MARTINSVILLE, VA — Ty Gibbs took no prisoners Saturday with a race-winning move that dramatically altered the composition of the NASCAR Xfinity Series Championship 4 field.
On the final lap of the third attempt at overtime, Gibbs rammed soon-to-be-ex-teammate Brandon Jones so hard the contact buckled the hood of Gibbs No. 54 Toyota.
The contact sent Jones, who had taken the lead on the previous lap, into the outside wall in Turns 1 and 2, and Gibbs had the lead when NASCAR called the 14th caution of the race because of wreck.
By then Gibbs already had clinched one of the two remaining spots in the Championship 4 Round, but the bulldozing move deprived Jones of an opportunity to race for the series title next Saturday at Phoenix Raceway.
As a chorus of boos rained down from the grandstand, Gibbs was unapologetic for that tactic that made him a race winner for the sixth time this season, for the first time at Martinsville and for the 10th time in 50 Xfinity Series starts.
“It was definitely not a clean move, for sure,” Gibbs said. “I definitely didn’t want to wreck him, but I definitely wanted to move him out of the groove so I could go win. I felt like we lost the spring race getting moved by him.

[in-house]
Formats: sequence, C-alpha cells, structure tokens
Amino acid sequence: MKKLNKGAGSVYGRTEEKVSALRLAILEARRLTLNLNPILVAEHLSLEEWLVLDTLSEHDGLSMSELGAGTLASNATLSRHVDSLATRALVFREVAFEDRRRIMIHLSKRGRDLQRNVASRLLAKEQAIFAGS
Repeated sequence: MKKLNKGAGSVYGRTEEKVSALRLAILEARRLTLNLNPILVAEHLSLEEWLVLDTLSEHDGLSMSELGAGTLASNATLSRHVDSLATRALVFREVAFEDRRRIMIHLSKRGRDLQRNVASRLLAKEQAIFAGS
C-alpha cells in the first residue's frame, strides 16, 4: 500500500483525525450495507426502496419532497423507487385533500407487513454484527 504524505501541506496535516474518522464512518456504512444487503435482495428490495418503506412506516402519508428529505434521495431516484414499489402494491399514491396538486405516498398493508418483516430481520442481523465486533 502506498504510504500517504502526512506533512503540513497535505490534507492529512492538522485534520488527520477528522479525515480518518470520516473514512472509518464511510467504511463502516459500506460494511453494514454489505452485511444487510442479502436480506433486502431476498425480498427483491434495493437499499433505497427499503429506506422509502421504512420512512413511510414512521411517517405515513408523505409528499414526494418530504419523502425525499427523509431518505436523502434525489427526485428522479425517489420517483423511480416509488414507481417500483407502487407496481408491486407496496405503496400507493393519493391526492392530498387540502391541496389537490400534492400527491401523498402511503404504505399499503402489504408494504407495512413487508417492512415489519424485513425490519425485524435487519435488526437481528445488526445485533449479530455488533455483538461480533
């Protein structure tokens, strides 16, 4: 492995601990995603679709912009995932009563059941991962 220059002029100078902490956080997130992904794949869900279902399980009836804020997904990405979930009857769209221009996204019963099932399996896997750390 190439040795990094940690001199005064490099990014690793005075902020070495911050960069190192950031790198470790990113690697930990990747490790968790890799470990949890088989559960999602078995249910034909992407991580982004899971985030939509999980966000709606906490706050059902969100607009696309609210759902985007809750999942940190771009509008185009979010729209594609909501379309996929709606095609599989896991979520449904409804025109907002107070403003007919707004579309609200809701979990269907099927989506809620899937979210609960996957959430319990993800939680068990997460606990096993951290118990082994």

“He’s my teammate, but definitely want to get the win here. It’s important to get the win. And now we’re going to the championships. It’s cool. Hopefully, I don’t get hit by any cans or anything right here.
“We got moved out of the way earlier this year so, it’s part of it.”
Jones won the pole and led 98 laps to Gibbs 102, but finished 23rd, the last driver on the lead lap.
“I know Ty enough to where I know he doesn’t care about what he did,” said Jones, who will move to JR Motorsports next season. “He’s pretty much, well—he wasn’t ‘pretty much’—he was locked into the next round. So really, what did that do?
“I don’t really understand the move. I understand trying to get aggressive—you want to win the race. But to just destroy the race car, I don’t see it. I don’t get any satisfaction from it. Maybe he does. Maybe he likes to win that way? But I never have and never felt strong about racing that way. So we’ll just take it and go for it.”
Jones’ misfortune elevated veteran Justin Allgaier, his soon-to-be-teammate at JR Motorsports into the final Championship 4 berth. Jones needed a victory to claim the spot, but Allgaier was in a position to advance on points, which he did by 12 points over Regular Season Champion AJ Allmendinger.